Reduce fear-based discipline

Old habits are hard to break – this is true for our children and true for us. In my family coaching ministry, I propose to make 2018 the year to tackle some of our parenting habits that are not working long term. I say long term, because sometimes parents only look at the immediate benefits of a particular parenting practice. And believe me, I can relate, especially when it comes to discipline practices. I mean, I raised 7 children, with an age span of 10 years and let me tell you, crowd control was big on my list. If a method of discipline offered immediate results – namely, stopping a behavior I wanted stopped, then I used that method without thought for any long-term ill-effects. I often lived in TODAY’s moments, because I was often overwhelmed TODAY. Can you relate?

Dr. Becky Bailey, whose quote is in the meme below, specializes in early childhood education and developmental psychology. She often writes about the dark side of fear-based discipline. This is true for all children, but even more so for our children who experience any of the 6 risk factors for behavior issues. By inadvertently triggering the stress response in our children by our discipline method, we disconnect from them and become their adversary, not their ally. Children who are in fight, flight, or freeze mode are stuck, and can not process that we are trying to do right by them – what they actually experience in their bodies is that the very one who is supposed to help, is actually hurting and scaring them. Of course we don’t want that for our children.

I have been able to identify some wrong beliefs I used to have, which fueled my own fear-based parenting, back in the earlier days of raising my children.  Each of these ‘myths’ could have a blog post all their own, and I might try to do that in the future. For me, these were religious beliefs that I had just accepted from the Church, but never examined on my own. I am content knowing that I seek to forsake man-made doctrines which don’t really reflect a biblical perspective.

My Myths:

*power grabs: child tries to take power from parents and parents job is to prevent that from happening at all costs.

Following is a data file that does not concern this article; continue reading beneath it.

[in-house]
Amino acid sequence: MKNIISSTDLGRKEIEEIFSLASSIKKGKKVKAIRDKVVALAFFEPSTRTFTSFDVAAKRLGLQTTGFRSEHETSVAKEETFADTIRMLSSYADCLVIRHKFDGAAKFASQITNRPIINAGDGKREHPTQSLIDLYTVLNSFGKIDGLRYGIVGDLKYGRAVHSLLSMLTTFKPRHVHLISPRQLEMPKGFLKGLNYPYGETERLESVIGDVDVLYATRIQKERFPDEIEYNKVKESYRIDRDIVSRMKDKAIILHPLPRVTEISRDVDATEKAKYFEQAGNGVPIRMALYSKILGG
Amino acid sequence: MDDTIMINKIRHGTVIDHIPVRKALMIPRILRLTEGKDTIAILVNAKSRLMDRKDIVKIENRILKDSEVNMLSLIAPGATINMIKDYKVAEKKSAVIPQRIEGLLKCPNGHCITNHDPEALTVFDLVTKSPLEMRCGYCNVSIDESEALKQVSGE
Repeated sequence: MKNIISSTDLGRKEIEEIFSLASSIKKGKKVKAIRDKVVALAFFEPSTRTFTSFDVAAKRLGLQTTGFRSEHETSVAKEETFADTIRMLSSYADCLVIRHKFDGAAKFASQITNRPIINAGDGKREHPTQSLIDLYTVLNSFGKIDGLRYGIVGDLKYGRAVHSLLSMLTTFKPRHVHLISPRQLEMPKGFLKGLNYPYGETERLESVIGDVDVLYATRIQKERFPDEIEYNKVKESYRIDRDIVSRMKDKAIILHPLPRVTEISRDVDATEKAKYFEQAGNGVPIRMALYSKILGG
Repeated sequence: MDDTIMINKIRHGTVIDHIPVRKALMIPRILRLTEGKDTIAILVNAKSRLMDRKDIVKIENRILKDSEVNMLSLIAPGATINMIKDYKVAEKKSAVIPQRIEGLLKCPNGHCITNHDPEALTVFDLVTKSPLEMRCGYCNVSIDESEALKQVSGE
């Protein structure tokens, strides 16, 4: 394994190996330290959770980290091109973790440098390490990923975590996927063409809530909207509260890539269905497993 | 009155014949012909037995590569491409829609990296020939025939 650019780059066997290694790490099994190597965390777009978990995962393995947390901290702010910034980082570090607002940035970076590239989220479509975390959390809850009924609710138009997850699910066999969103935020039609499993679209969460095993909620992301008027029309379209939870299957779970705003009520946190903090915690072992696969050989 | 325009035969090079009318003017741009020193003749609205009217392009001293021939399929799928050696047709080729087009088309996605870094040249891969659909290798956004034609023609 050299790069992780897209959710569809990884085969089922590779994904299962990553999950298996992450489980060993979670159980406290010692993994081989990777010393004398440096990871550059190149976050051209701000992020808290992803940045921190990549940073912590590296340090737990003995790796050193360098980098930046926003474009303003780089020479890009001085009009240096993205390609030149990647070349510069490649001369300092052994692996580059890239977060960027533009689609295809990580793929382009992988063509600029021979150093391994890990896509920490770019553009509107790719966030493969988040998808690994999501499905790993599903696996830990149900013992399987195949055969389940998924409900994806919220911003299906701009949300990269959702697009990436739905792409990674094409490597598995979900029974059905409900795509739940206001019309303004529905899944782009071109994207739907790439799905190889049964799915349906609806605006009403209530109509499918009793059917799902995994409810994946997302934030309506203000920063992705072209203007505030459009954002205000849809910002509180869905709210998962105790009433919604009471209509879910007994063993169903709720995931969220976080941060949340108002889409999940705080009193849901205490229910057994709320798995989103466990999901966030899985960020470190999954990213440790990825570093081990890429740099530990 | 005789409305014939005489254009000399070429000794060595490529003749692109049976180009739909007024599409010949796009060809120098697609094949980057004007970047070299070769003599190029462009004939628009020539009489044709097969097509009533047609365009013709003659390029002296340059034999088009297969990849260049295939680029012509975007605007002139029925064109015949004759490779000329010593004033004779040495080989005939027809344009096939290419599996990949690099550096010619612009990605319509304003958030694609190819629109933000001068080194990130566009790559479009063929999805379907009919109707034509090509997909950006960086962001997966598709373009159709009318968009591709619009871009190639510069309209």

*a child’s will is rebellious and must be broken by parents.

*spanking removes rebellion and increases obedience.

*not spanking leads to more rebellion and bad behavior.

*Instant obedience to parents leads to instant obedience to God.

 

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The good news is that there are corrective methods you can employ to guide your child’s behaviors, which do not lead to disconnection with your child. In fact,  TBRI has some amazing ideas for shaping behavior which actually lead to more connection with your child. Watch this short video as Karyn Purvis of TBRI describes one such technique, called the I.D.E.A.L. response to your child’s behaviors. I am available to coach you on this method, if you want to incorporate it into your own parenting. 

I welcome your thoughts and comments!

Gail

Building Biblical Resilience in our Families

When I was a younger Christian parent, I wanted to believe that having faith in my strong and capable God inoculated me and my family from experiencing the trials and struggles common to humanity. I had hoped to think Christians existed in some sort of spiritual Goshen, sheltered from the plagues that befall ‘them’ – those who stand outside the Kingdom. And while it is true in many cases that our lifestyles founded on biblical principles give us protective qualities from many of the storms of life, our experiences tell us that even Christian homes have stresses and events that can be very disruptive to the functioning of our families. Jesus’s prayer to the Father is “ not that you take them out of the world but that you protect them from the evil one”,  so honestly, we have been forewarned that we’ll face difficult situations from time to time.

Every day your child faces stress events can cause them to feel vulnerable, anxious, afraid, sad, frustrated, or lonely. As parents, we’d like to think we can shield our children from these things, but the truth is, there are always going to be events that can cause stress in our children’s lives – a parent’s sudden and unexpected job loss, health issues of parents or family members, events happening in the world that impact the family directly. The good news is that starting right now and today, you can help them build resilience, so they are equipped to take on the challenges that come with life and growing up.